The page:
“The recent Employment Tribunal decision in Miss Wilson v Financial Conduct Authority has attracted much attention as one of the first to consider hybrid working policies since the pandemic. However, the case should not be seen as a decision which rubber stamps a mandatory return to the office' policy for employers who wish to compel in-person attendance.

“Instead, it provides valuable principles for managing flexible working applications appropriately, while serving as a useful reminder that each request needs to be considered on its own merits.”


Miss Wilson, a Senior Manager at the Financial Conduct Authority (FCA), submitted a flexible working application in December 2022. Miss Wilson had already been working remotely since the start of the pandemic in early 2020 but following the FCA's implementation of a policy which required staff to split working time 60%/40% remote/office, she requested a formal change in her employment terms to enable her to work entirely remotely.

The application was initially overlooked due to confusion about who was responsible for processing it. The decision was then delivered to Miss Wilson in March 2023, 21 days after the statutory decision period had expired. The FCA rejected the request on the basis that working from home entirely may have a detrimental impact on her performance and quality of work.

The tribunal's findings

The tribunal found that the FCA had breached the statutory decision period time limit and ordered it to pay Miss Wilson one week's pay as compensation. While the maximum compensation for such a breach can be up to eight weeks' pay, one week's pay was deemed appropriate here as the delay wasn't excessive.

The second question was whether the FCA's assertion – that, if Miss Wilson worked entirely from home, it would have a detrimental impact on quality and performance – was based on ‘incorrect facts'.

Remote working and performance: A central issue

The FCA highlighted the importance of face-to-face interactions for training, supervision, department needs, and fostering a team spirit – particularly given Miss Wilson's seniority and the fact that she managed a number of people.

On the other hand, Miss Wilson referenced the fact that she had been performing exceptionally well during the period where she had been working entirely remotely. She pointed out that the company had excellent technology that enabled remote working and asserted that many of the suggested disadvantages were not real. She also noted that the flexible nature of the company's policy, which allowed staff to choose when they might attend the office, meant that there was a limited likelihood of her actually meeting the same staff members on a regular basis.

The tribunal ultimately held that the FCA's decision was based on correct facts. The judge had particular regard to the fact that the decision maker had genuinely considered the merits of the application and set out specific reasons why it may have a detrimental impact, while balancing those factors against the Claimant's ‘excellent' performance record while working remotely.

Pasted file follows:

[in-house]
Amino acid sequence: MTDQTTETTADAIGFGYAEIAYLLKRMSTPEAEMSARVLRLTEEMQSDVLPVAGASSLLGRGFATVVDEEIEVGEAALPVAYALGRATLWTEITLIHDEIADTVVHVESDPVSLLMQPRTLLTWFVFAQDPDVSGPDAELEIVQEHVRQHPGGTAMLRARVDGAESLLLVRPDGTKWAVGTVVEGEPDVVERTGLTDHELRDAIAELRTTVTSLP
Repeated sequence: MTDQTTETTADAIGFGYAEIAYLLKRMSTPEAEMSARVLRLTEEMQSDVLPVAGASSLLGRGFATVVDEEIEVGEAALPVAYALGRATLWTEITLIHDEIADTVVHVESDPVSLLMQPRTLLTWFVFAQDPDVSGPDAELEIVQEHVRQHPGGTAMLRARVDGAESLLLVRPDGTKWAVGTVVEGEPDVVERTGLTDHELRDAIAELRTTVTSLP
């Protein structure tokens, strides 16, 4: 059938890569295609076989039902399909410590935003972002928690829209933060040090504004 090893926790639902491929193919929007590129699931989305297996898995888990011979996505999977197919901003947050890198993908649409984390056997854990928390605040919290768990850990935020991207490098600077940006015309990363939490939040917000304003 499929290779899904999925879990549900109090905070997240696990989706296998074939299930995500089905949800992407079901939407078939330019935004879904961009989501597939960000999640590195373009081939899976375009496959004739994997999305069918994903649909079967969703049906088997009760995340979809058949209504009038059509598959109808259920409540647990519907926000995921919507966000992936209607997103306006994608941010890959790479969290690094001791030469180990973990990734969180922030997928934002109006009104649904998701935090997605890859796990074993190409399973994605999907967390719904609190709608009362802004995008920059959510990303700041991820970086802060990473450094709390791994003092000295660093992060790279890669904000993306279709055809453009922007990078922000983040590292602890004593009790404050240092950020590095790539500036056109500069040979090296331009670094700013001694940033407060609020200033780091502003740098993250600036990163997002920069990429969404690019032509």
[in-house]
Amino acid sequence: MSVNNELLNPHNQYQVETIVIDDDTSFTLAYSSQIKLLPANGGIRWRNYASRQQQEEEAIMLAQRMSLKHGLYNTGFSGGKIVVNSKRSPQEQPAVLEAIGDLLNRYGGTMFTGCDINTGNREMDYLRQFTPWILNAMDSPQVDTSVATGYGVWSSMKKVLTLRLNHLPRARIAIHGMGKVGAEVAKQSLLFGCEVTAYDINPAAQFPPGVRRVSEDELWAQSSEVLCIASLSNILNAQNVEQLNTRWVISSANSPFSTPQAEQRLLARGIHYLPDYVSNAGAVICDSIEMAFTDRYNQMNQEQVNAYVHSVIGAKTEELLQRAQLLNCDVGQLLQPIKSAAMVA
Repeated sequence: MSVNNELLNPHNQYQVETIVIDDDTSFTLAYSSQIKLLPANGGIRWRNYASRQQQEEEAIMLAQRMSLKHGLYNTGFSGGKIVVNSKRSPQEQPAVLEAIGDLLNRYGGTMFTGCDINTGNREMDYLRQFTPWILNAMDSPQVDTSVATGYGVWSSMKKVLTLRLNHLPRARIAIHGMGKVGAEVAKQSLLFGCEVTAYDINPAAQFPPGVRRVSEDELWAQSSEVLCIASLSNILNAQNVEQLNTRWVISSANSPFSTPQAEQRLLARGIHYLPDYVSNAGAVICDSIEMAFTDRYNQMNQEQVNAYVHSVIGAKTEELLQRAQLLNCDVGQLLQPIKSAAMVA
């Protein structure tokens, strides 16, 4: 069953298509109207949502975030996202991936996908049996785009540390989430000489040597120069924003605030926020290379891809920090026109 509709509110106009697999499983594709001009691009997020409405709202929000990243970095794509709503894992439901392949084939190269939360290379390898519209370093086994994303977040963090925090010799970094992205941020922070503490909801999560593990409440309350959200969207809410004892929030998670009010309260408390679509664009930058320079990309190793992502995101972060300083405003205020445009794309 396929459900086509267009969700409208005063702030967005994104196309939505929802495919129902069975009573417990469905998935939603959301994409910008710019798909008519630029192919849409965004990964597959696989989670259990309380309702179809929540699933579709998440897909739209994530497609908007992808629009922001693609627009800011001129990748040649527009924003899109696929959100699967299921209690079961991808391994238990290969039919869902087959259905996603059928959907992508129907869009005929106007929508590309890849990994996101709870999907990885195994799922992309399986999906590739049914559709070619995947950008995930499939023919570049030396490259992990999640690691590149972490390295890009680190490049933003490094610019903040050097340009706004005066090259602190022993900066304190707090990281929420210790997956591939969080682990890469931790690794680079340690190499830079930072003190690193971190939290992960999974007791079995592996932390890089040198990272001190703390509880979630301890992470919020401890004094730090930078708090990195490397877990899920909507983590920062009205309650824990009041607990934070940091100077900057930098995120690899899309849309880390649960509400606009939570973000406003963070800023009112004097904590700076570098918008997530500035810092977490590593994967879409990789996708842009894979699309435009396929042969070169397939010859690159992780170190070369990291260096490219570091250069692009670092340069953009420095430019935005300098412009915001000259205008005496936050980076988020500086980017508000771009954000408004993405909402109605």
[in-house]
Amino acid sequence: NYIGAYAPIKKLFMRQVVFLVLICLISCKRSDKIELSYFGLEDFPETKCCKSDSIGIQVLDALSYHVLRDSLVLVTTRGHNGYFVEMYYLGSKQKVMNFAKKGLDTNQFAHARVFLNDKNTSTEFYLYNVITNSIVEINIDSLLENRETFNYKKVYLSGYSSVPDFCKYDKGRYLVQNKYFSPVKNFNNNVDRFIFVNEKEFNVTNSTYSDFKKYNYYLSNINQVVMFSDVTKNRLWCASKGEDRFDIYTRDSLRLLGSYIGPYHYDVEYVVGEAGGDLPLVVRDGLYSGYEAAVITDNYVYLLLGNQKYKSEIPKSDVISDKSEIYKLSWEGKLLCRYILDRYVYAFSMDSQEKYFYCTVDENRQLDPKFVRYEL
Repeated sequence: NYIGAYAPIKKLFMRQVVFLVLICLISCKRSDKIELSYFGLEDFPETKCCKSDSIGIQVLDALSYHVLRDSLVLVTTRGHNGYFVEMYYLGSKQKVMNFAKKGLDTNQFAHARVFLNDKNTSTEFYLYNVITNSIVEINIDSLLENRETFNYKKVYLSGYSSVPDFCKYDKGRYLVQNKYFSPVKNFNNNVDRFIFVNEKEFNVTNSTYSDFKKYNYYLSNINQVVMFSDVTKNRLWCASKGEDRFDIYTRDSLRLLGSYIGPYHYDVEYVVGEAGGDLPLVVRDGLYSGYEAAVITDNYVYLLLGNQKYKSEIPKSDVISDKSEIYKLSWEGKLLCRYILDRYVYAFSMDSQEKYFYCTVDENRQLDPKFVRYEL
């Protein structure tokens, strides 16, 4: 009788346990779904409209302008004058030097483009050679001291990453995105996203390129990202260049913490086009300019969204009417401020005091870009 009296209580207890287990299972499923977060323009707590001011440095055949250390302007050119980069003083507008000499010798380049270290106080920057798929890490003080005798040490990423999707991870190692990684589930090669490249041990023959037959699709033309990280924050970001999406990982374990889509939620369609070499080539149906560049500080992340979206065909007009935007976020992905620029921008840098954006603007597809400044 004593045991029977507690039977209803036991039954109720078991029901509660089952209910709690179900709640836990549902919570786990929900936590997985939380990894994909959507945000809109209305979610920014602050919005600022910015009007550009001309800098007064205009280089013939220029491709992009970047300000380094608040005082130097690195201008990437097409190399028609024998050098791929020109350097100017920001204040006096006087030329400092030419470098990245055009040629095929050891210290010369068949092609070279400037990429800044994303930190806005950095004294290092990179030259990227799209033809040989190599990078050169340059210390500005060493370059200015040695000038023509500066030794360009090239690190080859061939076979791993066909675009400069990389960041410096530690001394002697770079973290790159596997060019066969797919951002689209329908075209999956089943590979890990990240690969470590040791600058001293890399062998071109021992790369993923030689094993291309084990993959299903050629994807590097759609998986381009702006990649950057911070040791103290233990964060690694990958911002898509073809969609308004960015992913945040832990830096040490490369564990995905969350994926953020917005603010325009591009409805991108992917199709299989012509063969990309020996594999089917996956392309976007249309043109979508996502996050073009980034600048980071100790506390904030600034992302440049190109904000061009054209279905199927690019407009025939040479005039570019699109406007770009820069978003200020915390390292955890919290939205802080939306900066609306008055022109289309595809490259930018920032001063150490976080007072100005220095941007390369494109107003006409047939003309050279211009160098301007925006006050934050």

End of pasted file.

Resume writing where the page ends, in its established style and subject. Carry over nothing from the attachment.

The FCA's decision maker was therefore praised for the detailed consideration and qualitative assessment that had been undertaken – rather than simply seeking to enforce the FCA's attendance policy.

The future of remote working: Our comment

On the face of it, this might appear like a decision which rubber stamps a mandatory ‘return to the office' policy for employers who wish to compel in-person attendance.

However, there are some important points to consider here. Firstly, this was a decision about a very specific point of law – namely, whether the reason provided by the FCA for refusing a flexible working request was based on ‘incorrect facts'. It wasn't a decision on other legal issues, for example, the question of whether a policy requiring office attendance might be indirectly discriminatory, or whether a dismissal following a refusal to return to work in the office was fair.

Secondly, every case of this nature will turn on its specific facts – Judge Richter, reinforcing that point, stated, “there will not be one solution which will work for all companies or even for all roles within a company“.

Flexible working will no doubt continue to be a hot topic in the future – particularly as employees will have the statutory right to request flexible working arrangements from day 1 of their employment from 6 April 2024.

Given the often-polarised views in relation to this issue and the huge impact it has on both individual and collective working practices, we are likely to see more and more litigation in this area. When faced with flexible working requests, employers should properly consult with the employee about the request – which means being genuinely open to considering their position – including exploring alternative options if the original request isn't workable.

Where there is a legitimate reason to turn down a request, it should be fully articulated. A blanket approach of reinforcing a company policy, and therefore deciding based on a concern to not set a precedent of departing from that policy, won't be enough here.

Instead, consideration should be given to individual circumstances, particularly in relation childcare responsibilities and employees who may have a disability or caring responsibilities.

A balanced approach and carefully thought-out response (while still complying with statutory time limits!) is key.

The content of this article is intended to provide a general guide to the subject matter. Specialist advice should be sought about your specific circumstances.